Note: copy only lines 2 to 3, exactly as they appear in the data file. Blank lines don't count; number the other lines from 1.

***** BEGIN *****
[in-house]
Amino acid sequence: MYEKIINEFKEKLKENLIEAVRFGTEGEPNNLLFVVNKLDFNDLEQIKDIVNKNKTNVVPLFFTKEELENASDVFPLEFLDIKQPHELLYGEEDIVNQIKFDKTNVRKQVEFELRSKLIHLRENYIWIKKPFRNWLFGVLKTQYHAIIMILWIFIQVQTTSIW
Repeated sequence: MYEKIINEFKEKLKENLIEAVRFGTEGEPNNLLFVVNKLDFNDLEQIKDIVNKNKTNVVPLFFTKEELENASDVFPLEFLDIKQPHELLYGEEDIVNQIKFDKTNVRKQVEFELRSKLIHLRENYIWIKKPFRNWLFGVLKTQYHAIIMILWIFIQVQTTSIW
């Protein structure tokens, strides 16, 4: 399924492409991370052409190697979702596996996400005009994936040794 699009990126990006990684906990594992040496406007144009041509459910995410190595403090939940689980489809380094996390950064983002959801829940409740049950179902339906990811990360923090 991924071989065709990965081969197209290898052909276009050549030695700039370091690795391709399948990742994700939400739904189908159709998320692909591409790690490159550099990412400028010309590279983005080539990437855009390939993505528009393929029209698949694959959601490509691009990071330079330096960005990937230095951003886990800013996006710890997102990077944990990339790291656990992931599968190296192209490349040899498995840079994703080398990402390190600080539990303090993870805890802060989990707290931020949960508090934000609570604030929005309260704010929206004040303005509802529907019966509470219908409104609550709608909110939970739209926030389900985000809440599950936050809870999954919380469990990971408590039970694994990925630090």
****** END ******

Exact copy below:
Amino acid sequence: MYEKIINEFKEKLKENLIEAVRFGTEGEPNNLLFVVNKLDFNDLEQIKDIVNKNKTNVVPLFFTKEELENASDVFPLEFLDIKQPHELLYGEEDIVNQIKFDKTNVRKQVEFELRSKLIHLRENYIWIKKPFRNWLFGVLKTQYHAIIMILWIFIQVQTTSIW
Repeated sequence: MYEKIINEFKEKLKENLIEAVRFGTEGEPNNLLFVVNKLDFNDLEQIKDIVNKNKTNVVPLFFTKEELENASDVFPLEFLDIKQPHELLYGEEDIVNQIKFDKTNVRKQVEFELRSKLIHLRENYIWIKKPFRNWLFGVLKTQYHAIIMILWIFIQVQTTSIW